The Member of Parliament (MP) for Adansi Asokwa, Kobina Tahir Hammond, has literally been reduced to tears over the delay in getting the approval of Parliament as Minister of Trade and Industry, blaming it on the animosity between MPs from the Majority Caucus and the Minority Caucus.
On the floor of Parliament on Wednesday, K.T. Hammond, as he is popularly called, said things in the House have deteriorated to an extent that deliberations in Parliament now always end in fights, with both sides of the House, failing to compromise on their positions in the nation’s interest.
He cited himself as an example and lamented even though he is a “Big Boy” in the House of Parliament, two weeks after his vetting to become the Minister for Trade and Industry, members of the Minority Caucus, were still insisting they would not approve him.
“…This House, Mr Speaker, is disintegrating! It is. Mr Speaker, there is so much shouting; there is so much animosity, no room for tolerance in this House. We have not been used to this.
“People get upset because these tantrums are thrown all over the place, and Mr Speaker, the whole place breaks down into insanity; it isn’t right, Mr Speaker.
“…Let us try and introduce some sanity in the House; Sometimes I sit here, and I get completely distressed… and now, Mr Speaker, I have been vetted; almost two weeks, I am sitting here. They say they won’t approve me, so I am sitting here. Look at all of this; can you imagine?” he said.
The Trade and Industry Minister-designate, made these remarks while reacting to a clash between the Deputy Majority Leader of Parliament, Alexander Afenyo-Markin and the Deputy Minority Leader of the House, Emmanuel Armah-Kofi Buah, over the former’s description of the Minister for Finance, Ken Ofori-Atta.
He urged the Deputy Minority Leader to withdraw his comment about Afenyo-Markin rising to fame by twisting peoples’ words.
Meanwhile, the Chairman of the Appointments Committee of Parliament, Joseph Osei-Owusu, has said the approval of some of the President’s ministerial nominees may be done through secret balloting.
He said the Minority’s refusal to support the approval process at the Committee level will force a secret ballot when the report is presented to the House this week.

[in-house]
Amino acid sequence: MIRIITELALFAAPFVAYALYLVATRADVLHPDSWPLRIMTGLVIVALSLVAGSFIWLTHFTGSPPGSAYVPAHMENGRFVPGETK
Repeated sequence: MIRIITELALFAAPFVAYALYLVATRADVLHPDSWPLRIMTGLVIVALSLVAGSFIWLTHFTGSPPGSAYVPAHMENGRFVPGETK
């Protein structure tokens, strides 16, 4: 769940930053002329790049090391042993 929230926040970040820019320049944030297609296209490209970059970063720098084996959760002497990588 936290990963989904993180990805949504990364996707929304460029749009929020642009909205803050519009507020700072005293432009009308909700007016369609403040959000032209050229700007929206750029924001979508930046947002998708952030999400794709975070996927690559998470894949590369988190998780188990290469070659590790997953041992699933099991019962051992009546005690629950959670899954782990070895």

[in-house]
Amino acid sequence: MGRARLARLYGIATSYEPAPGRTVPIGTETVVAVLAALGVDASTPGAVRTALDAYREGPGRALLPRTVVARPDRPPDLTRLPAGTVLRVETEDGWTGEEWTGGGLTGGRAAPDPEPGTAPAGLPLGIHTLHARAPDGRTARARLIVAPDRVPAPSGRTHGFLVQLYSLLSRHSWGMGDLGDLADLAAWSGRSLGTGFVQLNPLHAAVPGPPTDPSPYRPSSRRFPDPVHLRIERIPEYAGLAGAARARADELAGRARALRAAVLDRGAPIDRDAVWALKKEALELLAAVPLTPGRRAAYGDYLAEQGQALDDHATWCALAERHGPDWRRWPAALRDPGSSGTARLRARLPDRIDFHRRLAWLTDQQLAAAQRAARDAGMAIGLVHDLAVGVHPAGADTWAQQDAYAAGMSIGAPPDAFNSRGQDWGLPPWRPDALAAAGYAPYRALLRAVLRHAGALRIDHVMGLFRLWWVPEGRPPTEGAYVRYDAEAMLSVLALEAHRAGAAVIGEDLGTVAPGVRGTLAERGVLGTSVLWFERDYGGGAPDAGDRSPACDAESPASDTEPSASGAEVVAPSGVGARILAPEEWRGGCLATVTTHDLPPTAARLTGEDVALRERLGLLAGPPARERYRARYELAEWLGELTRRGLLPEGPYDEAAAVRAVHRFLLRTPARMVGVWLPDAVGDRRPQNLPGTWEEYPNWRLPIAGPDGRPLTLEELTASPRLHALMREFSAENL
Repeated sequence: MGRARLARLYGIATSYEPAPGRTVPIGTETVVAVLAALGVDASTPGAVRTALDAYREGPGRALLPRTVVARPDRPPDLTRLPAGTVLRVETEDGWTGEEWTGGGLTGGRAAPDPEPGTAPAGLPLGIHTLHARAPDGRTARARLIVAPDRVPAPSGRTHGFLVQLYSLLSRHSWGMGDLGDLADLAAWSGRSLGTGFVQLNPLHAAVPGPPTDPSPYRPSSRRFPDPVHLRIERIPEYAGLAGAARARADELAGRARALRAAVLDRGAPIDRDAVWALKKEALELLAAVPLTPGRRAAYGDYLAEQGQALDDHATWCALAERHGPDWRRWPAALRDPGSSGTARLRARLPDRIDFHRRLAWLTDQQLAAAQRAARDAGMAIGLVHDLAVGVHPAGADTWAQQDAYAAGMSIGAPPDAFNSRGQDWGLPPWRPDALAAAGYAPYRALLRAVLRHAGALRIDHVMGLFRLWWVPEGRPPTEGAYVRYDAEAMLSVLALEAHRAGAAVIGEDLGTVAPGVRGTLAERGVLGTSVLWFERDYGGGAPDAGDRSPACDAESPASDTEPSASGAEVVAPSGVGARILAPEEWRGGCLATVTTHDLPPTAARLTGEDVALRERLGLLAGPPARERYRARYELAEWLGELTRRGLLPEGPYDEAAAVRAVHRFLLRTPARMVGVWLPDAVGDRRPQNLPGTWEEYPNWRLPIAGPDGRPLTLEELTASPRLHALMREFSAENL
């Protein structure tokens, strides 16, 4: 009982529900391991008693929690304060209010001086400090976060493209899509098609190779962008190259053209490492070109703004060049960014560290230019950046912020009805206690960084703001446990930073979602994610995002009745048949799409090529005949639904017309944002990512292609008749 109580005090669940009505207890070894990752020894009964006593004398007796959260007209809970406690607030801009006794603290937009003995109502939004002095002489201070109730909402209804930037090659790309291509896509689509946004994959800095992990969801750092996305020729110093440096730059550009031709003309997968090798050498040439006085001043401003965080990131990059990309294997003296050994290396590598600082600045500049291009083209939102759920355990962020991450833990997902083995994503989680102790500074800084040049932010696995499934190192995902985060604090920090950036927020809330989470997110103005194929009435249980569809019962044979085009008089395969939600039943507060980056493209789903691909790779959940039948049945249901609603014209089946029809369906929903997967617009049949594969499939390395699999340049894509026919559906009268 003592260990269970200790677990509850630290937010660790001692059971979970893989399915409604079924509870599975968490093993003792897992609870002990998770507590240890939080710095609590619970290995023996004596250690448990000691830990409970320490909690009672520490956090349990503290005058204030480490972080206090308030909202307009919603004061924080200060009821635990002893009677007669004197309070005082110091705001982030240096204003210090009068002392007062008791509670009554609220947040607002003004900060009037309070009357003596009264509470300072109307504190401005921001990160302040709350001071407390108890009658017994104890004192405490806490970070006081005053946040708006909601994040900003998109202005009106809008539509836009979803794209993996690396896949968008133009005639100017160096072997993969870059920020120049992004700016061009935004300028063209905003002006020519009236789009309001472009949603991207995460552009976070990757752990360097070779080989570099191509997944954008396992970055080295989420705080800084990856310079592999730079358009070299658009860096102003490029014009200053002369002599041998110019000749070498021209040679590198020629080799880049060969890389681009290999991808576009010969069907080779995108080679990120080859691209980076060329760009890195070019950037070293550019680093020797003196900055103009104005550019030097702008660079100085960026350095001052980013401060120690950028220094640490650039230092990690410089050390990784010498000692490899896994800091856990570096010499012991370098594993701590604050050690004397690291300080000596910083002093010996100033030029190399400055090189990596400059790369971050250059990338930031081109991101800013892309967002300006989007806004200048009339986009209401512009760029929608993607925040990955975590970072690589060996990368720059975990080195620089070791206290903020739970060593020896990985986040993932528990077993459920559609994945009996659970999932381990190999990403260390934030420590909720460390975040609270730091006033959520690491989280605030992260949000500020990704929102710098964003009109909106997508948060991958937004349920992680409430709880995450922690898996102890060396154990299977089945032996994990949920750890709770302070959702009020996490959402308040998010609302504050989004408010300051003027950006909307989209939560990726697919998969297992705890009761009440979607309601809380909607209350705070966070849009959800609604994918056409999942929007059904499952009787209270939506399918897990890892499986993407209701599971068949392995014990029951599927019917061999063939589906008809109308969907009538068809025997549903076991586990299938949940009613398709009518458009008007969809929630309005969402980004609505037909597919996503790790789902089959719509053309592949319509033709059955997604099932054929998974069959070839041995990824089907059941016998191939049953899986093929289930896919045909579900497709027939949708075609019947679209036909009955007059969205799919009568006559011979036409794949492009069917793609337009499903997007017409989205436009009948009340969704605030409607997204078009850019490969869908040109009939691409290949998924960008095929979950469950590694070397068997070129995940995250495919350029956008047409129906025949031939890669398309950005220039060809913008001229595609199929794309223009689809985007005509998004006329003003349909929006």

“Our recommendation will be that, the Majority says yes, the Minority says no. If we recommend approval by consensus, then, the decision is taken by voice vote. But when it’s recommended by a majority decision, then the report is adopted by a secret ballot.”
President Nana Addo Dankwa Akufo-Addo on February 7, 2023, nominated six members of the New Patriotic Party (NPP) to replace some outgoing ministers.
They have subsequently been vetted by the Appointments Committee awaiting approval by Parliament.
But the National Democratic Congress (NDC) had earlier directed the Minority Caucus in Parliament not to approve the new ministerial nominees.
NDC described the nominations as insensitive and will affect government spending in the midst of an economic mess created by president Akufo-Addo and his Vice President, Dr. Mahamudu Bawumia.
The NDC in a statement signed by its General Secretary, Fifi Fiavi Kwetey said: “the NDC has long expressed concern over the very large size of the current government and shares the views of most Ghanaians, including civil society, that it must be reduced bearing in mind the current massive economic mess the country has been plunged into by the Akufo-Addo/Bawumia government.”
The party said it has appealed to the government and president Akufo-Addo on numerous occasions to cut down on the number of appointees, but the president has remained adamant.
It said the option available to the party to attempt to compel the president to cut down the size of his government is to direct members of the party in Parliament to reject the nominees including KT Hammond, Bryan Acheampong, Stephen Amoah, Amin Anta, OB Amoah and Stephen Asamoah Boateng.